Would you mind if I moved this post of yours to the trading section?
I went to school with Dr. Masters(Jeff)........he was a better student than me ..... but at least I graduated (-:
A number of us had a key to the building where the weather stuff was at. There was a huge picture window on the 2nd floor, facing the southwest.
Tornadoes travel from southwest to northeast, so it would be the perfect place to watch for funnel clouds or tornadoes. Whenever the threat for that was high, several of us would hang out there ahead of a potential event.
When Jeff, me and another guy who's name I can't remember would first see each other, we would whistle the Wizard of Oz tune "If I only had a brain" to each other instead of saying Hi..........this was of course related to the tornado in that movie.
I flew into hurricane Gloria in September 1985 but Jeff flew into many hurricanes and almost got killed flying into Hugo in 1989.
Incredibly, every plane that has flown into these hurricanes has come back with zero fatalities.
The crew that I went with told me about some injuries from downdrafts, one that caused a guy to get smashed into the ceiling and knocked out some teeth/broke his jaw.
After I posted I realized that it was probably qualified for Trading. Tried to delete it, planning to post it to Trading, but couldn't figure out how to delete it. Tried editing out the title and body but it kept reappearing. So sure go ahead and move if you like. Unless what I'm about write makes it better suited where it is.
My father told me a WWII vintage war story of downdrafts and updrafts. Not sure just why, but he flew a number of times with a one-star general, who had a B-29 specially equipped and which he piloted himself. These days of forgetting lots of more useful stuff, somehow I still remember his name... Gen. Irvine.
Anyway the general had a reputation of being a real wild man. On one transcontinental flight, the he decided (just for the heck of it) to fly directly into a big thunderhead. My father said the plane lurched violently, then the altimeter spun clockwise non-stop 15,000 feet or more. The plane was pummeled with hail and lighting shot all around them. He said it felt like the wings were surely going to be torn off. The next minute the altimeter reversed and spun backwards, even with the yoke pulled all the way up. Finally only a few thousand feet off the ground they came out on the other side and were able to fly on. Amazingly the plane suffered no severe damage, though my father said that parts of the exterior looked like they had been "worked on" with a ball-peen hammer. He said that even though he saw some action on Saipan, he was never so scared as a he was during those few minutes of that flight.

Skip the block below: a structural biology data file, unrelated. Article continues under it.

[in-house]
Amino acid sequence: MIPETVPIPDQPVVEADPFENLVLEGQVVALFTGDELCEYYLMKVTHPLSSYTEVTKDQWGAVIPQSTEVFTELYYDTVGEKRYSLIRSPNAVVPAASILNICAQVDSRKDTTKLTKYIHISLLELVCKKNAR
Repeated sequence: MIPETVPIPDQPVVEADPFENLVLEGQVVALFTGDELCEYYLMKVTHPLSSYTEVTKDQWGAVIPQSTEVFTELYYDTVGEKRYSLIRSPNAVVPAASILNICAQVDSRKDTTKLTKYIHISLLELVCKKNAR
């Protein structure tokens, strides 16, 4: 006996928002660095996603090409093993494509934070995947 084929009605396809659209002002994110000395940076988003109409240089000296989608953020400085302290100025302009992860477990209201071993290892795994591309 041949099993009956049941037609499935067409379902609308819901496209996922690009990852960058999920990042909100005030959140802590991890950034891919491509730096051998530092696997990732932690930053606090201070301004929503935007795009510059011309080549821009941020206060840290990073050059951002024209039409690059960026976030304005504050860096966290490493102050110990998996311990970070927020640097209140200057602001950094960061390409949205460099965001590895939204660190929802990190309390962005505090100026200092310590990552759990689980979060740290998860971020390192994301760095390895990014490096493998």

Thank you so much gentleman for sharing the stories of the Untold.....
Wunerful, Wunerful , Wunerful story pj!
Sorry that I just missed it until just now, after seeing your new post this morning.
When I flew into Hurricane Gloria, we were told when to get into our seats and have the seat belts on...........based on what the pilot saw on his turbulence detector on the dash.
There was one time that I was walking down the isle and we hit a very strong updraft and I was knocked to my knees instantly.
I was actually told several times to get back into my seat and to put on the seatbelt..since I was euphoric and wanted to keep seeing the view from both sides of the plane and different windows. My photographer, Dan Monahan, lost his cookies 3 times. He said that he had the flu but I'm pretty sure it was the ride.
There as another tv meteorologist there with his photographer from Pittsburgh. We joked about how a hurricane would never come close to our cities but here we were, for the purpose of getting some awesome stuff to get viewers back home to watch.
Our news director had apparently flown in airplanes 40 years earlier and was the morse code guy and had some connections. When I told him that Gloria was supposed to be the hurricane of the century, he came up with the idea of me flying into it.
My wife and I had just been married a month earlier, in August 1985. She was petrified. I never had so much fun. There has never been a Hurricane Hunter that did not come back and the pilots were/are trained for flying in extreme turbulence, so I had absolute confidence that we would do fine.
And they often fly into the worst part of the hurricane because thats the most important place to gather data!
I was in extremely good physical condition at the time but remember feeling sort of beat up on the ride back after going thru all the turbulence.